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dc.contributor.authorGardiner, Daviden_US
dc.identifier.otherLectionary number: 278en_US
dc.description.abstractIn whole of today's chapter from John, Jesus not only performs numerous miracles--loaves and fishes, walking on water--but tells his followers and apostles repeatedly that he is "the bread of life," replacing the manna so that "whoever comes to me shall never be hungry" (Jn 6:35). It's this teaching that Jesus repeats preceding today's reading, stressing that "the bread which I will give is my own flesh."|| As a professor, I enjoy the challenge of afternoons when I teach writings that I love, that I've sometimes been reading for more than twenty years, and that have come to define a part of me. There are also those afternoons when I wonder, 'why don't you people get this?" |Reading this, one of my favorite of all books--the Gospel of John--I tune into this moment when Jesus, as a teacher, reveals a most central teaching and the reactions of those around him. Some simply leave and even though all the disciples stay, even they--as the text reveals just after--can't be counted on.| So, like those good old bracelets say, what does Jesus do? Nothing. He knows some people don't get it; he knows some of those closest to him not only don't get it, but will bring about his downfall. And he keeps on teaching and showing through his works. Perhaps it isn't exactly nothing, but Jesus does not intervene in the actions of those people who choose to walk away or try to stop him. He continues the work that He was sent to do. "The words I have given you are both spirit and life," Jesus says in the midst of this conundrum. There is a patience, and indeed incredible love, in the middle of this mystery that teaches me as both teacher and student. |Writing this today, I can't help but think that too much in today's world is not simple. But as a humanist, I believe that people haven't changed all that much. As a great teacher, Jesus teaches to do the work you're called to do at the highest level. And if people don't sometimes get it, I don't presume to think I am in such good company; but I do have the discipline and amp; the continuing mystery of the example.en_US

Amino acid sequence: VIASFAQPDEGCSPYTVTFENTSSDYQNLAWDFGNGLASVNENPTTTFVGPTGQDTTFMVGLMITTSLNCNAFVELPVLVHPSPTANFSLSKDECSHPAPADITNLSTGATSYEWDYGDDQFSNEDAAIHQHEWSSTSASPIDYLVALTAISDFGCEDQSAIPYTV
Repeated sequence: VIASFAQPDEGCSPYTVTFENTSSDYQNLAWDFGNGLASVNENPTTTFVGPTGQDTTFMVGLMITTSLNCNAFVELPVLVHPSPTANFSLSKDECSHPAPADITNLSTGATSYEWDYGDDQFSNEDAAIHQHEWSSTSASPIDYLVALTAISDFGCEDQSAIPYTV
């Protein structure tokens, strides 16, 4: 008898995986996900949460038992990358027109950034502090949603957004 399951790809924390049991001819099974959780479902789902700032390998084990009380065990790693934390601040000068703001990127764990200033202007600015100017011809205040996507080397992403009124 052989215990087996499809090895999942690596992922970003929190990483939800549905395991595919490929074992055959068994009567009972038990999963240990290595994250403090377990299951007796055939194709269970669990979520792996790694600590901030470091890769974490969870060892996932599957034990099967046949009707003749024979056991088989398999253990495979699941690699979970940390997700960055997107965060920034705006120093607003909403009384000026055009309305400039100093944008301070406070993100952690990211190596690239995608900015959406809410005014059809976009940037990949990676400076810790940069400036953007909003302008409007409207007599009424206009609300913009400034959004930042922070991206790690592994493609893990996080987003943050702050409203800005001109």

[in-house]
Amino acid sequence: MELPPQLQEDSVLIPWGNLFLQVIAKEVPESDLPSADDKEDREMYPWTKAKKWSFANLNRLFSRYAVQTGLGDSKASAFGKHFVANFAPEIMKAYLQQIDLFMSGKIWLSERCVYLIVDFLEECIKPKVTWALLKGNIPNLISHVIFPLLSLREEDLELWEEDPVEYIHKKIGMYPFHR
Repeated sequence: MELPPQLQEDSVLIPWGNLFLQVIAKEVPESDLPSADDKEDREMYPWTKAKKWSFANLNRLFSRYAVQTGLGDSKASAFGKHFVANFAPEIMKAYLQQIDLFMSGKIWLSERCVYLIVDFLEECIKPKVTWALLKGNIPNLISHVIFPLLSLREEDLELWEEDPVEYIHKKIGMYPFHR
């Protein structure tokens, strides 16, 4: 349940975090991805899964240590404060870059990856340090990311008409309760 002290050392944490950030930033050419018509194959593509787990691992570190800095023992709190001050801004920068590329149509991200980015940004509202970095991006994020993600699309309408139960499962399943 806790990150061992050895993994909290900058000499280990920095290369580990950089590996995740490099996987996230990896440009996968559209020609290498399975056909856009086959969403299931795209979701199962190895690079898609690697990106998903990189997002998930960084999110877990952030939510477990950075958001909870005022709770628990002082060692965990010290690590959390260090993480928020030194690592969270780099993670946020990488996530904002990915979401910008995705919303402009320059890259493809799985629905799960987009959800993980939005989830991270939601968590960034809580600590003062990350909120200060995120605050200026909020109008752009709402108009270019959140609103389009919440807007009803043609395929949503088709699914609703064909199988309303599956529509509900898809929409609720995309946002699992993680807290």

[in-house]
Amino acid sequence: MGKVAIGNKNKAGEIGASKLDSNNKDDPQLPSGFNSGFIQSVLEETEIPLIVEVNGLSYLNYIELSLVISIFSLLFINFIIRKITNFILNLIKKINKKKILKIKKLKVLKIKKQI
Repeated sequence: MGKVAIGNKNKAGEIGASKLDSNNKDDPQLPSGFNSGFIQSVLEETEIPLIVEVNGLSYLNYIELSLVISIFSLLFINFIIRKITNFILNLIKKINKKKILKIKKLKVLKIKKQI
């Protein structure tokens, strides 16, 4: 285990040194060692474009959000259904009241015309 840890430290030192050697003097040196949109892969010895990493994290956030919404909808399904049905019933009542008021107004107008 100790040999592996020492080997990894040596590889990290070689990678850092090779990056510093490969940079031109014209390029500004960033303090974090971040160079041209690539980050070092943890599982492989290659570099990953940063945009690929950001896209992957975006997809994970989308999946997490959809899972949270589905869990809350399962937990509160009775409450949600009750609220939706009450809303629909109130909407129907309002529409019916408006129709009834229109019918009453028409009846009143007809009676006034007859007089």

dc.publisherUniversity Ministry, Creighton University.en_US
dc.rightsThese reflections may not be sold or used commercially without permission. Personal or parish use is permitted.en_US
dc.titleReflection for Saturday, April 28, 2007: 3rd week in Easter.en_US
dc.rights.holderUniversity Ministry, Creighton University.en_US
dc.publisher.locationOmaha, Nebraska, United Statesen_US
dc.program.unitCollege of Arts and Sciencesen_US
dc.contributor.cuauthorGardiner, Daviden_US 3en_US
dc.subject.local1Acts 9:31-42en_US
dc.subject.local2Psalms 116:12-13, 14-15, 16-17en_US
dc.subject.local4John 6:60-69en_US
dc.title.seriesDaily Reflections (Meditations) on the Scriptures from the Roman Catholic Lectionary.en_US Ien_US

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  • Daily Reflections Archive
    Reflections written by Creighton University faculty, staff, and administrators on the daily mass readings.

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